For a lot of jobsites, clean up and sanitation is something that happened a couple of times a week. Now, it will almost certainly need to take much more time. This is because virus prevention requires careful sanitation at least daily, if not more frequently. Forming regular habits of clearing a particular spot of debris and sanitizing the equipment can help to make the process more efficient. But if you have to do it between tasks, you should factor that delay into your daily schedule.

It is usually good to have more than one person looking at agreements before you commit to them. If you are working on a public works project, it may be a requirement. This can add weeks or even a month or more to your project, depending on what paperwork you need reviewed and who needs to look at it. Although technological innovations have come a long way to make this process shorter and more efficient, you will still encounter plenty of delays in this respect. For example, the time it takes to get certain types of building permits has increased significantly in 2020. You’ll also notice a longer delay for inspectors. Keep tabs on the average wait times and don’t underestimate, so that you can factor them into your bids.

The year 2020 sure is changing the way people in construction think about efficiency. With the right education, you’ll know how to help solve those problems for your contracting business. To get started, visit CSLS today!

How Your Contracting Business Can Persuade Employees to Wear Masks

The best way to avoid contracting or spreading COVID-19 is to wear a mask when you leave your home. That’s why almost all states have guidelines on the books recommending or requiring them. But since you can’t do all your work from home, eventually you and your employees will have to go back to the jobsite. In many cases, that means you’ll need to persuade them to wear masks. Here’s what you can do.

Stay Updated on PPE Guidelines
The one constant right now is change, which means that you will need to stay updated on the current best practices. At present, until a vaccine is both available and widely used, wearing a mask and practicing social distancing on the jobsite is likely to be recommended if not required. Remember that requirements may be implemented at the state level or by the city. This means that you should plan to follow whichever rules are the strictest. In some states, inspectors are showing up unannounced and fining companies that do not comply with local regulations.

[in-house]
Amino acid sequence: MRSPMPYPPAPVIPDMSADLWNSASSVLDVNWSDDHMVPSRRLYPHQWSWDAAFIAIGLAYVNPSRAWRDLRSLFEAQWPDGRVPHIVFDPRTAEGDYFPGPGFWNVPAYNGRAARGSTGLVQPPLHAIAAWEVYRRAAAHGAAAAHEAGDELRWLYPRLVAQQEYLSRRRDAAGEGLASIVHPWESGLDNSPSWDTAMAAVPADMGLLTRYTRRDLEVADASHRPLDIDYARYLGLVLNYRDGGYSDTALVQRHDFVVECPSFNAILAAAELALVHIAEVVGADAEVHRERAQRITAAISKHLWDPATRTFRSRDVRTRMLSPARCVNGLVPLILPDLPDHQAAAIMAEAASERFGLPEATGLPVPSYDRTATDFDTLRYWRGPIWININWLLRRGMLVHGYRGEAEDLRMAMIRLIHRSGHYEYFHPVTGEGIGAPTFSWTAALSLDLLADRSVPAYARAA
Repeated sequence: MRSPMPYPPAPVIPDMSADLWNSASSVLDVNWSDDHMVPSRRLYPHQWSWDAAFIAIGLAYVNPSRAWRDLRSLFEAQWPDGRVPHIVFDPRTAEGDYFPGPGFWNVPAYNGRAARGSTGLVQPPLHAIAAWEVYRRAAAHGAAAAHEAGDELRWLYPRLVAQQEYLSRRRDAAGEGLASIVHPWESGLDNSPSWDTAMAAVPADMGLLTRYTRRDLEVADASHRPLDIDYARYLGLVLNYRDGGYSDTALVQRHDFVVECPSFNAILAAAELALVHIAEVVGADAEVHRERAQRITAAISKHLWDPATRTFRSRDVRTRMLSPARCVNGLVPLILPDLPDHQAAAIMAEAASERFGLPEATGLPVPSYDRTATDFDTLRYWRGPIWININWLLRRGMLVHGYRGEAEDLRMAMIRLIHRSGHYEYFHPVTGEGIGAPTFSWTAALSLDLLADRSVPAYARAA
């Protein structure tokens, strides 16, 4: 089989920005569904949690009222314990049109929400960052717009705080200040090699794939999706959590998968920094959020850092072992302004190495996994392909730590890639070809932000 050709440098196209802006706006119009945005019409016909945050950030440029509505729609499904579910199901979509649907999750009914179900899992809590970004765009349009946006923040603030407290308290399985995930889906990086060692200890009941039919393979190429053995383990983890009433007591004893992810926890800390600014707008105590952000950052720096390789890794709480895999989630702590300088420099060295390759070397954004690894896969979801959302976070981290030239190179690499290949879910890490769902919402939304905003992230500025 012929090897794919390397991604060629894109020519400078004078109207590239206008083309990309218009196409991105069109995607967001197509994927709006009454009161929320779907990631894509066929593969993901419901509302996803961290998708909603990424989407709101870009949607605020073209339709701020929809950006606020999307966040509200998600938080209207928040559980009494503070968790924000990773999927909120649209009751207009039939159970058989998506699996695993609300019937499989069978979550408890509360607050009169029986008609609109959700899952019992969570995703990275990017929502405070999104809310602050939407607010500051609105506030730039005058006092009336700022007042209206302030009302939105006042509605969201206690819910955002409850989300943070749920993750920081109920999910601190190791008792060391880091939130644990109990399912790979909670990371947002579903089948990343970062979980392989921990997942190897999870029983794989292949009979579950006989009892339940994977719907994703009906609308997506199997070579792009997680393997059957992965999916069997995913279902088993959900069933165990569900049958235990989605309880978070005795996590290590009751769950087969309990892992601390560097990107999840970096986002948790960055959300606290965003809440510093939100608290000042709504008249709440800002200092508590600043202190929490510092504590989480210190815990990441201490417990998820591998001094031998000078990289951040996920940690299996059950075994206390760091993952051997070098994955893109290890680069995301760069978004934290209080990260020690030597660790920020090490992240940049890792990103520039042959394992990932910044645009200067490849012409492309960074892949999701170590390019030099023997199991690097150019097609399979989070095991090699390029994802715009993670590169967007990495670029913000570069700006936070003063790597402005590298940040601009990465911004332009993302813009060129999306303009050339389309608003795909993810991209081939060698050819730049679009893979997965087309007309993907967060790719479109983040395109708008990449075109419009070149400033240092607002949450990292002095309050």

Identify Acceptable Masks
There have been many innovations in masks that people can wear with in the last few months. This doesn’t mean that all of them have the same level of protection. As a general rule, N95 masks are the best tools to avoid spreading contagion like COVID-19. But in many parts of the country, N95 masks have been prohibitively expensive or completely unavailable. This means that you may have to use something else. Keep in mind that any mask that has an open space or a mesh screen to improve air circulation is unlikely to provide nearly as much protection.

Talk to Employees About Common Problems
Ultimately, people are going to have a variety of reasons that they do not want to wear a mask. If you live in a part of California that becomes extremely hot during the summer, wearing a mask all day may be more difficult than if you live and work near the coast. Some people have common breathing conditions that can make wearing a mask regularly difficult to manage. But you won’t know which problems your employees are having until you ask them. Give workers the opportunity to speak frankly about their concerns, and make a note of them. Be sure to avoid dismissing anything out of hand, because it’s better to find a solution instead.

Look for Solutions
There isn’t going to be a solution for every single problem people have related to wearing masks. The fact of the matter is that most people aren’t accustomed to wearing them on a regular basis, especially not at work. But you know that it is something that can be done, so it’s time to research new approaches. People in industries like manufacturing or healthcare may have to wear masks all day long, every day. Research how these people manage to do it to get ideas. Consider options like:

  • Ties instead of elastics
  • Ear-savers that hook onto elastic loops
  • Disposable masks for people working in hot weather
  • A variety of mask styles, so people can choose which ones work for them

Giving your employees choices may make it easier for them to commit to wearing them.

Be Consistent
As with any work safety policy, you can only expect a high degree of compliance if you can be consistent about enforcing it. For example, you wouldn’t criticize employees for failing to wear personal protective gear that you did not provide for them. Similarly, you need to recognize that if they are unsure when you expect them to wear masks, they may follow their own instincts. Set a policy for mask usage that is clear, publicly available and easy to review on the jobsite. These steps will help to ensure that people know what is expected of them and that you will enforce the policy if they don’t follow it.